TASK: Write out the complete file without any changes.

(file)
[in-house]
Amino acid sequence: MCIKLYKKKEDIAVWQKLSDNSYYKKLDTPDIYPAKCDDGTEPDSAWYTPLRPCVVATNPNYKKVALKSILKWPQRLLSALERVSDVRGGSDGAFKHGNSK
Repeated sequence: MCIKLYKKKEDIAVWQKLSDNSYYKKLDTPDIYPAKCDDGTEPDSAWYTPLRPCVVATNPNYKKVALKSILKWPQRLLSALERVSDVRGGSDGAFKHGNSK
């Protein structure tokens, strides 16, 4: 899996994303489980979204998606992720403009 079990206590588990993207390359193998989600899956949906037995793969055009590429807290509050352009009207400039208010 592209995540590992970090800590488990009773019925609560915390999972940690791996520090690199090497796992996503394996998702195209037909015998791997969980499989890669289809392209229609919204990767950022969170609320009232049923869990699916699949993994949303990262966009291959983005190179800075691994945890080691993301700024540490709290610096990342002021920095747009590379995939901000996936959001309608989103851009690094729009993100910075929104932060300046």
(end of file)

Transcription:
[in-house]
Amino acid sequence: MCIKLYKKKEDIAVWQKLSDNSYYKKLDTPDIYPAKCDDGTEPDSAWYTPLRPCVVATNPNYKKVALKSILKWPQRLLSALERVSDVRGGSDGAFKHGNSK
Repeated sequence: MCIKLYKKKEDIAVWQKLSDNSYYKKLDTPDIYPAKCDDGTEPDSAWYTPLRPCVVATNPNYKKVALKSILKWPQRLLSALERVSDVRGGSDGAFKHGNSK
């Protein structure tokens, strides 16, 4: 899996994303489980979204998606992720403009 079990206590588990993207390359193998989600899956949906037995793969055009590429807290509050352009009207400039208010 592209995540590992970090800590488990009773019925609560915390999972940690791996520090690199090497796992996503394996998702195209037909015998791997969980499989890669289809392209229609919204990767950022969170609320009232049923869990699916699949993994949303990262966009291959983005190179800075691994945890080691993301700024540490709290610096990342002021920095747009590379995939901000996936959001309608989103851009690094729009993100910075929104932060300046």